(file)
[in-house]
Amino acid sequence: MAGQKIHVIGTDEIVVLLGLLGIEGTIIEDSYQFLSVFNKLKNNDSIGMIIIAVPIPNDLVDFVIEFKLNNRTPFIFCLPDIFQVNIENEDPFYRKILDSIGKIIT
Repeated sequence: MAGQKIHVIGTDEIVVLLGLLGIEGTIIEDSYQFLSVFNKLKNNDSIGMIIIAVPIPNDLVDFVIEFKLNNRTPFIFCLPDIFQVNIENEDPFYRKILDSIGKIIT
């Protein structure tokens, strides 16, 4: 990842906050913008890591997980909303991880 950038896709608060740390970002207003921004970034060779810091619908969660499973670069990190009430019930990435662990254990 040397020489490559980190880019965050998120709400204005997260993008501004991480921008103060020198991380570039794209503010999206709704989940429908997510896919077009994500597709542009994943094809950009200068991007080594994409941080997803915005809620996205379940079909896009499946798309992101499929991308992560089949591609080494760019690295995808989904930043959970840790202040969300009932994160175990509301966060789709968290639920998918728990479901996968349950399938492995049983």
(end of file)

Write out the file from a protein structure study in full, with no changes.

[in-house]
Amino acid sequence: MAGQKIHVIGTDEIVVLLGLLGIEGTIIEDSYQFLSVFNKLKNNDSIGMIIIAVPIPNDLVDFVIEFKLNNRTPFIFCLPDIFQVNIENEDPFYRKILDSIGKIIT
Repeated sequence: MAGQKIHVIGTDEIVVLLGLLGIEGTIIEDSYQFLSVFNKLKNNDSIGMIIIAVPIPNDLVDFVIEFKLNNRTPFIFCLPDIFQVNIENEDPFYRKILDSIGKIIT
């Protein structure tokens, strides 16, 4: 990842906050913008890591997980909303991880 950038896709608060740390970002207003921004970034060779810091619908969660499973670069990190009430019930990435662990254990 040397020489490559980190880019965050998120709400204005997260993008501004991480921008103060020198991380570039794209503010999206709704989940429908997510896919077009994500597709542009994943094809950009200068991007080594994409941080997803915005809620996205379940079909896009499946798309992101499929991308992560089949591609080494760019690295995808989904930043959970840790202040969300009932994160175990509301966060789709968290639920998918728990479901996968349950399938492995049983």